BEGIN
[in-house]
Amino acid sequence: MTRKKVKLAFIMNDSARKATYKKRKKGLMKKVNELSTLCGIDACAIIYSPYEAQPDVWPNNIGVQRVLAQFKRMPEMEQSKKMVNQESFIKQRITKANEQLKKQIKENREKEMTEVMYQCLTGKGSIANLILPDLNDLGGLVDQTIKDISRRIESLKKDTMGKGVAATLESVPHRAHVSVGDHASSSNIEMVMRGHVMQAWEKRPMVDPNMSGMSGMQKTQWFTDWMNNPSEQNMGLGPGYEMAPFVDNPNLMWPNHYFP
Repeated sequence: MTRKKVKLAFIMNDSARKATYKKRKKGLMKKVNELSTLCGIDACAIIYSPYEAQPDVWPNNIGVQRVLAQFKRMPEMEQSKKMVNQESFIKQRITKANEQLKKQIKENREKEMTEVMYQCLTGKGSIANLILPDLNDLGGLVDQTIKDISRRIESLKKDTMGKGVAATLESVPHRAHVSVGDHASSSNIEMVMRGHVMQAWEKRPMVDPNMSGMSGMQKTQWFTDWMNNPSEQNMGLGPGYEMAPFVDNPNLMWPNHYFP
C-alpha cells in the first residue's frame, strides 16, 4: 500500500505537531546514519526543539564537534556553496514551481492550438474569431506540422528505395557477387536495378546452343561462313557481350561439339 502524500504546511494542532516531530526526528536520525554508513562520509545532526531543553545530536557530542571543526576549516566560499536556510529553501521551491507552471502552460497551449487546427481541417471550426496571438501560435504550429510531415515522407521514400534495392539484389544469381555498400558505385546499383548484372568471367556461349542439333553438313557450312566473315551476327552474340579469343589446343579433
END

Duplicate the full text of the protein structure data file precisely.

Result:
[in-house]
Amino acid sequence: MTRKKVKLAFIMNDSARKATYKKRKKGLMKKVNELSTLCGIDACAIIYSPYEAQPDVWPNNIGVQRVLAQFKRMPEMEQSKKMVNQESFIKQRITKANEQLKKQIKENREKEMTEVMYQCLTGKGSIANLILPDLNDLGGLVDQTIKDISRRIESLKKDTMGKGVAATLESVPHRAHVSVGDHASSSNIEMVMRGHVMQAWEKRPMVDPNMSGMSGMQKTQWFTDWMNNPSEQNMGLGPGYEMAPFVDNPNLMWPNHYFP
Repeated sequence: MTRKKVKLAFIMNDSARKATYKKRKKGLMKKVNELSTLCGIDACAIIYSPYEAQPDVWPNNIGVQRVLAQFKRMPEMEQSKKMVNQESFIKQRITKANEQLKKQIKENREKEMTEVMYQCLTGKGSIANLILPDLNDLGGLVDQTIKDISRRIESLKKDTMGKGVAATLESVPHRAHVSVGDHASSSNIEMVMRGHVMQAWEKRPMVDPNMSGMSGMQKTQWFTDWMNNPSEQNMGLGPGYEMAPFVDNPNLMWPNHYFP
C-alpha cells in the first residue's frame, strides 16, 4: 500500500505537531546514519526543539564537534556553496514551481492550438474569431506540422528505395557477387536495378546452343561462313557481350561439339 502524500504546511494542532516531530526526528536520525554508513562520509545532526531543553545530536557530542571543526576549516566560499536556510529553501521551491507552471502552460497551449487546427481541417471550426496571438501560435504550429510531415515522407521514400534495392539484389544469381555498400558505385546499383548484372568471367556461349542439333553438313557450312566473315551476327552474340579469343589446343579433